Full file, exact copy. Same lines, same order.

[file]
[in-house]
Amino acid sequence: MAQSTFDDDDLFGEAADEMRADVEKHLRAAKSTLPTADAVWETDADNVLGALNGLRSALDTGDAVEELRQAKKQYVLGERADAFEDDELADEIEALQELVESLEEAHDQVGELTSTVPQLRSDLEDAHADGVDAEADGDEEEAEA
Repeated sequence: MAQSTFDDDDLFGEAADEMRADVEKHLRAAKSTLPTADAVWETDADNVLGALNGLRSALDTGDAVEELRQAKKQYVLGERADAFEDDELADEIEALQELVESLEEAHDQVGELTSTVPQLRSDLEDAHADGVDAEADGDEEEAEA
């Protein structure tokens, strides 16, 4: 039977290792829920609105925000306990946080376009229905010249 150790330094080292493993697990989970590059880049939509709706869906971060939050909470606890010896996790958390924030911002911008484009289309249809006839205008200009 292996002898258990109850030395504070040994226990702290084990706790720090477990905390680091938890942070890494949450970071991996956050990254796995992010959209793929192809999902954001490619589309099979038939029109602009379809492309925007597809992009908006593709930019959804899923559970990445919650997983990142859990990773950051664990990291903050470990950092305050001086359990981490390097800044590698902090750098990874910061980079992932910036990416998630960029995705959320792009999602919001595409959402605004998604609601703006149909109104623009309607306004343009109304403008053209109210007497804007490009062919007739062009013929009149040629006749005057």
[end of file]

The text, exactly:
[in-house]
Amino acid sequence: MAQSTFDDDDLFGEAADEMRADVEKHLRAAKSTLPTADAVWETDADNVLGALNGLRSALDTGDAVEELRQAKKQYVLGERADAFEDDELADEIEALQELVESLEEAHDQVGELTSTVPQLRSDLEDAHADGVDAEADGDEEEAEA
Repeated sequence: MAQSTFDDDDLFGEAADEMRADVEKHLRAAKSTLPTADAVWETDADNVLGALNGLRSALDTGDAVEELRQAKKQYVLGERADAFEDDELADEIEALQELVESLEEAHDQVGELTSTVPQLRSDLEDAHADGVDAEADGDEEEAEA
């Protein structure tokens, strides 16, 4: 039977290792829920609105925000306990946080376009229905010249 150790330094080292493993697990989970590059880049939509709706869906971060939050909470606890010896996790958390924030911002911008484009289309249809006839205008200009 292996002898258990109850030395504070040994226990702290084990706790720090477990905390680091938890942070890494949450970071991996956050990254796995992010959209793929192809999902954001490619589309099979038939029109602009379809492309925007597809992009908006593709930019959804899923559970990445919650997983990142859990990773950051664990990291903050470990950092305050001086359990981490390097800044590698902090750098990874910061980079992932910036990416998630960029995705959320792009999602919001595409959402605004998604609601703006149909109104623009309607306004343009109304403008053209109210007497804007490009062919007739062009013929009149040629006749005057």